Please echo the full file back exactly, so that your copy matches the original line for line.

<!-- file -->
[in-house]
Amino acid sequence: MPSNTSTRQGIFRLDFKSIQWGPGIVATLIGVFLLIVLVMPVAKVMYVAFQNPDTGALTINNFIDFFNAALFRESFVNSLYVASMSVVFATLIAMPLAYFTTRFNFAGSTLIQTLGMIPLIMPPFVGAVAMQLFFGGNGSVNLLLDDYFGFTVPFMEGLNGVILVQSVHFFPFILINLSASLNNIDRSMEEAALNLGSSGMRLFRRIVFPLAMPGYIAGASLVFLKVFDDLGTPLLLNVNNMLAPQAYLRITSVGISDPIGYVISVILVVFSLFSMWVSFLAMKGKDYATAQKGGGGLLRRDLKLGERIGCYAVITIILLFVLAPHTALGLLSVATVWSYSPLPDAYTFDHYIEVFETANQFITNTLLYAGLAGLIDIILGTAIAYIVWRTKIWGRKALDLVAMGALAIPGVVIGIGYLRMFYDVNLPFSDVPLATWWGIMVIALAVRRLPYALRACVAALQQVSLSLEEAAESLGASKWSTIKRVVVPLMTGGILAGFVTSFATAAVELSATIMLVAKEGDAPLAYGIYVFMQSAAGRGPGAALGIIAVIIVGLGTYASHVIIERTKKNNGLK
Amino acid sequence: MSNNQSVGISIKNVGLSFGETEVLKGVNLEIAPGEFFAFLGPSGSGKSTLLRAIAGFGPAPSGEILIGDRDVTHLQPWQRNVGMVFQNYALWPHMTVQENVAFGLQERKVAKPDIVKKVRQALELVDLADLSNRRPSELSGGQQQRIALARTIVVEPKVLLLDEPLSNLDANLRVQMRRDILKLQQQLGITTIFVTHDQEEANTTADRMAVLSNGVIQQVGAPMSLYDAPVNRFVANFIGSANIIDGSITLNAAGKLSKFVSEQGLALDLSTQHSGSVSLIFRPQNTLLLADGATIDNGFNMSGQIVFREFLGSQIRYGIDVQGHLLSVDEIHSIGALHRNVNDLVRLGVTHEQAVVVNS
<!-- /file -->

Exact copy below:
[in-house]
Amino acid sequence: MPSNTSTRQGIFRLDFKSIQWGPGIVATLIGVFLLIVLVMPVAKVMYVAFQNPDTGALTINNFIDFFNAALFRESFVNSLYVASMSVVFATLIAMPLAYFTTRFNFAGSTLIQTLGMIPLIMPPFVGAVAMQLFFGGNGSVNLLLDDYFGFTVPFMEGLNGVILVQSVHFFPFILINLSASLNNIDRSMEEAALNLGSSGMRLFRRIVFPLAMPGYIAGASLVFLKVFDDLGTPLLLNVNNMLAPQAYLRITSVGISDPIGYVISVILVVFSLFSMWVSFLAMKGKDYATAQKGGGGLLRRDLKLGERIGCYAVITIILLFVLAPHTALGLLSVATVWSYSPLPDAYTFDHYIEVFETANQFITNTLLYAGLAGLIDIILGTAIAYIVWRTKIWGRKALDLVAMGALAIPGVVIGIGYLRMFYDVNLPFSDVPLATWWGIMVIALAVRRLPYALRACVAALQQVSLSLEEAAESLGASKWSTIKRVVVPLMTGGILAGFVTSFATAAVELSATIMLVAKEGDAPLAYGIYVFMQSAAGRGPGAALGIIAVIIVGLGTYASHVIIERTKKNNGLK
Amino acid sequence: MSNNQSVGISIKNVGLSFGETEVLKGVNLEIAPGEFFAFLGPSGSGKSTLLRAIAGFGPAPSGEILIGDRDVTHLQPWQRNVGMVFQNYALWPHMTVQENVAFGLQERKVAKPDIVKKVRQALELVDLADLSNRRPSELSGGQQQRIALARTIVVEPKVLLLDEPLSNLDANLRVQMRRDILKLQQQLGITTIFVTHDQEEANTTADRMAVLSNGVIQQVGAPMSLYDAPVNRFVANFIGSANIIDGSITLNAAGKLSKFVSEQGLALDLSTQHSGSVSLIFRPQNTLLLADGATIDNGFNMSGQIVFREFLGSQIRYGIDVQGHLLSVDEIHSIGALHRNVNDLVRLGVTHEQAVVVNS